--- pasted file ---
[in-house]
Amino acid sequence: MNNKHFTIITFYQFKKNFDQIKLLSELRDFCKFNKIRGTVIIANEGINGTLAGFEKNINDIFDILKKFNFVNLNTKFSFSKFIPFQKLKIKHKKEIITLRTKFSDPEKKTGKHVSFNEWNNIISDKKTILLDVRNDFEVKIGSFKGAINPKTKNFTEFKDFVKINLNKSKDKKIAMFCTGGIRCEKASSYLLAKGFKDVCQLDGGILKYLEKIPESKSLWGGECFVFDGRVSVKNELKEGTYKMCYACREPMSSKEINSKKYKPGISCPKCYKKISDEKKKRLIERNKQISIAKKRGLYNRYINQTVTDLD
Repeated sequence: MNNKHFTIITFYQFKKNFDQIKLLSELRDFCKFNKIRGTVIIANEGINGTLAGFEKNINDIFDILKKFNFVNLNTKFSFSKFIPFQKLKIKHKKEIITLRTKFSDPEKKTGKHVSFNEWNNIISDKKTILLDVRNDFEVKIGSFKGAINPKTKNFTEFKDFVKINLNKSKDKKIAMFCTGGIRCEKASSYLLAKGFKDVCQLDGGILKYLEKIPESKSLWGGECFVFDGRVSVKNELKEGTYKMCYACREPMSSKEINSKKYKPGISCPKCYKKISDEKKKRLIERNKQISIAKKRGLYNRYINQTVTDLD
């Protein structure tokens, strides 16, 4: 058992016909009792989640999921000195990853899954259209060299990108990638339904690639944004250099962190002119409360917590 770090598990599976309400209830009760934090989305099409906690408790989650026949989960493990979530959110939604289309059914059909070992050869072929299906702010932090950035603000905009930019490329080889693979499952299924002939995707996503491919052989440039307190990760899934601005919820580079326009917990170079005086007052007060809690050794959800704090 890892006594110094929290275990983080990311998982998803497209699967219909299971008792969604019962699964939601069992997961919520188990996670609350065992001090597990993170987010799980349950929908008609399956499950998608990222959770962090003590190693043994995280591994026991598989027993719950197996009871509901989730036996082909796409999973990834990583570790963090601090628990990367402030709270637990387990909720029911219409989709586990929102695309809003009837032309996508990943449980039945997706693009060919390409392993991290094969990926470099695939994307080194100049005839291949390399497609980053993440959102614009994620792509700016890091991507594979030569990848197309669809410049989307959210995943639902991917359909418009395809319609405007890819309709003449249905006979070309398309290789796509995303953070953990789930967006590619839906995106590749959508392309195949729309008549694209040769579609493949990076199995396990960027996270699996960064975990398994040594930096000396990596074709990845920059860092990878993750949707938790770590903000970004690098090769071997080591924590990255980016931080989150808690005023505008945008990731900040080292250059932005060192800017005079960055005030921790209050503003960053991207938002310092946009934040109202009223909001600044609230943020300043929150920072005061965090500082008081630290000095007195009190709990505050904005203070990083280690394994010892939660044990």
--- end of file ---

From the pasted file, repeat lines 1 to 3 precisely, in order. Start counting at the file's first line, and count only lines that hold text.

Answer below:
[in-house]
Amino acid sequence: MNNKHFTIITFYQFKKNFDQIKLLSELRDFCKFNKIRGTVIIANEGINGTLAGFEKNINDIFDILKKFNFVNLNTKFSFSKFIPFQKLKIKHKKEIITLRTKFSDPEKKTGKHVSFNEWNNIISDKKTILLDVRNDFEVKIGSFKGAINPKTKNFTEFKDFVKINLNKSKDKKIAMFCTGGIRCEKASSYLLAKGFKDVCQLDGGILKYLEKIPESKSLWGGECFVFDGRVSVKNELKEGTYKMCYACREPMSSKEINSKKYKPGISCPKCYKKISDEKKKRLIERNKQISIAKKRGLYNRYINQTVTDLD
Repeated sequence: MNNKHFTIITFYQFKKNFDQIKLLSELRDFCKFNKIRGTVIIANEGINGTLAGFEKNINDIFDILKKFNFVNLNTKFSFSKFIPFQKLKIKHKKEIITLRTKFSDPEKKTGKHVSFNEWNNIISDKKTILLDVRNDFEVKIGSFKGAINPKTKNFTEFKDFVKINLNKSKDKKIAMFCTGGIRCEKASSYLLAKGFKDVCQLDGGILKYLEKIPESKSLWGGECFVFDGRVSVKNELKEGTYKMCYACREPMSSKEINSKKYKPGISCPKCYKKISDEKKKRLIERNKQISIAKKRGLYNRYINQTVTDLD